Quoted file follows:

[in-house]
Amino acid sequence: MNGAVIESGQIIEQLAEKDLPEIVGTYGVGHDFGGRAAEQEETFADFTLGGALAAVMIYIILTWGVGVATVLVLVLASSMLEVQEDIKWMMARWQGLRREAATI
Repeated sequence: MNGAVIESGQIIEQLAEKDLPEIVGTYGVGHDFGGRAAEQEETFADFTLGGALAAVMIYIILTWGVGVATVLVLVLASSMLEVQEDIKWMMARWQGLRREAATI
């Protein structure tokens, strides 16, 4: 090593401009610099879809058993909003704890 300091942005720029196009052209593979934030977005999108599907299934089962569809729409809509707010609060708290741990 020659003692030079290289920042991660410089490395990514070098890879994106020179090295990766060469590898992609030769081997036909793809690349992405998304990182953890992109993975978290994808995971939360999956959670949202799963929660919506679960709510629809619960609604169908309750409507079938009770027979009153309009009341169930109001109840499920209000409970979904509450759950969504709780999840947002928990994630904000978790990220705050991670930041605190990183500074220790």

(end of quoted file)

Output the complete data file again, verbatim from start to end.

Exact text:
[in-house]
Amino acid sequence: MNGAVIESGQIIEQLAEKDLPEIVGTYGVGHDFGGRAAEQEETFADFTLGGALAAVMIYIILTWGVGVATVLVLVLASSMLEVQEDIKWMMARWQGLRREAATI
Repeated sequence: MNGAVIESGQIIEQLAEKDLPEIVGTYGVGHDFGGRAAEQEETFADFTLGGALAAVMIYIILTWGVGVATVLVLVLASSMLEVQEDIKWMMARWQGLRREAATI
């Protein structure tokens, strides 16, 4: 090593401009610099879809058993909003704890 300091942005720029196009052209593979934030977005999108599907299934089962569809729409809509707010609060708290741990 020659003692030079290289920042991660410089490395990514070098890879994106020179090295990766060469590898992609030769081997036909793809690349992405998304990182953890992109993975978290994808995971939360999956959670949202799963929660919506679960709510629809619960609604169908309750409507079938009770027979009153309009009341169930109001109840499920209000409970979904509450759950969504709780999840947002928990994630904000978790990220705050991670930041605190990183500074220790």